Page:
Ford working on natural fiber materials for automotive applications

Sep 28, 2012
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Ford working on natural fiber materials for automotive applications

Ford has announced that it has teamed up with Weyerhaeuser to develop automotive applications for natural fiber materials. Ford is looking into the use of tree fibers called cellulose in some of the plastic composites used to produce its automobiles. Ford says that the use of cellulose in automotive applications has the potential to significantly reduce carbon dioxide emissions and weight.

Another benefit of using the natural fibers is that Ford claims it could speed processing time by as much as 40%. Ford and its partner are working to develop a more sustainable plastic composite material for future vehicle components. This cellulose material isn't the first natural fiber the Ford has used in its vehicles. The automaker is already using a soybean-based cushion in its vehicles that saves about 5,000,000 pounds of petroleum annually.

The plastic composite Ford is developing using the cellulose fibers from trees would be used in place of fiberglass or mineral reinforcements. The fibers used in the new composite are taken from sustainably grown and harvested trees and related byproducts such as chips. Ford has already concluded during research that the cellulose-based plastic composite material meets requirements for stiffness, durability, and temperature resistance.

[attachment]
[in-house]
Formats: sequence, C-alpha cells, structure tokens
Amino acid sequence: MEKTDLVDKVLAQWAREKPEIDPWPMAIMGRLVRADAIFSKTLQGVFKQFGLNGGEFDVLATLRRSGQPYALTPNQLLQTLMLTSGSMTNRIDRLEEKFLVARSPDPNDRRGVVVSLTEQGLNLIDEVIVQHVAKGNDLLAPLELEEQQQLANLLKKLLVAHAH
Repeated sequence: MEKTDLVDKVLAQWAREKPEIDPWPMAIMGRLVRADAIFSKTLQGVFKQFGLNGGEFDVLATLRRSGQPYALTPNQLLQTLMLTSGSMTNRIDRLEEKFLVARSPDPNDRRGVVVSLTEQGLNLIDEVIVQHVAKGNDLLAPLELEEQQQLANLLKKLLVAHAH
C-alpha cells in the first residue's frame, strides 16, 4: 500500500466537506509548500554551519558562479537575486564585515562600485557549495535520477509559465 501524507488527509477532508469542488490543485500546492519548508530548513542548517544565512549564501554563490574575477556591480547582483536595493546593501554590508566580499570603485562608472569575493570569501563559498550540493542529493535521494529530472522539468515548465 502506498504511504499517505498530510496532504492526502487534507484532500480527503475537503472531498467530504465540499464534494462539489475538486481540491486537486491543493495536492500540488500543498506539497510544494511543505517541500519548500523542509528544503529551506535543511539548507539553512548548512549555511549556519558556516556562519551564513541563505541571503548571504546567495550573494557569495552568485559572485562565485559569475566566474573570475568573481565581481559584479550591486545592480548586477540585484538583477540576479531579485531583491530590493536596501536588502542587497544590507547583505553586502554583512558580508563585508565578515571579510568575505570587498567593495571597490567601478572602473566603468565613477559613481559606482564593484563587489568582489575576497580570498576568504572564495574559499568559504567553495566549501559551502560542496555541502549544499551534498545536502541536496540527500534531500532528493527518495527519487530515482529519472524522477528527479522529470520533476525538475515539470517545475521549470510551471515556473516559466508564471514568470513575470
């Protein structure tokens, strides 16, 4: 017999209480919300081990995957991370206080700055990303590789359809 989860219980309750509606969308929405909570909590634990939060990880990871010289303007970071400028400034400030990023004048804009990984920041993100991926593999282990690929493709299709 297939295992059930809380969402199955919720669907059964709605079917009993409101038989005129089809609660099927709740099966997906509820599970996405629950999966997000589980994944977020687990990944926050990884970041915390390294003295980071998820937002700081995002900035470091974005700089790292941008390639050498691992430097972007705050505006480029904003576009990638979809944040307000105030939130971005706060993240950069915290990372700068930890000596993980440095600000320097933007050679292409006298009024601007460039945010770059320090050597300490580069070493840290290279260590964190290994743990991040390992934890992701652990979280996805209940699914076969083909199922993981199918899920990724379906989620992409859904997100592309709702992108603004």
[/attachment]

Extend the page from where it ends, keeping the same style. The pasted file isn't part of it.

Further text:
One of the significant upsides is that plastic components constructed using the cellulose-based plastic composite weigh 10% less and can be produced 20 to 40% faster with less energy than fiberglass-based materials. Less weight is important and is a major component automakers are dressing to meet future CAFE standards. The lighter a vehicle is, the less fuel it consumes to travel at the same speed over the same distance.


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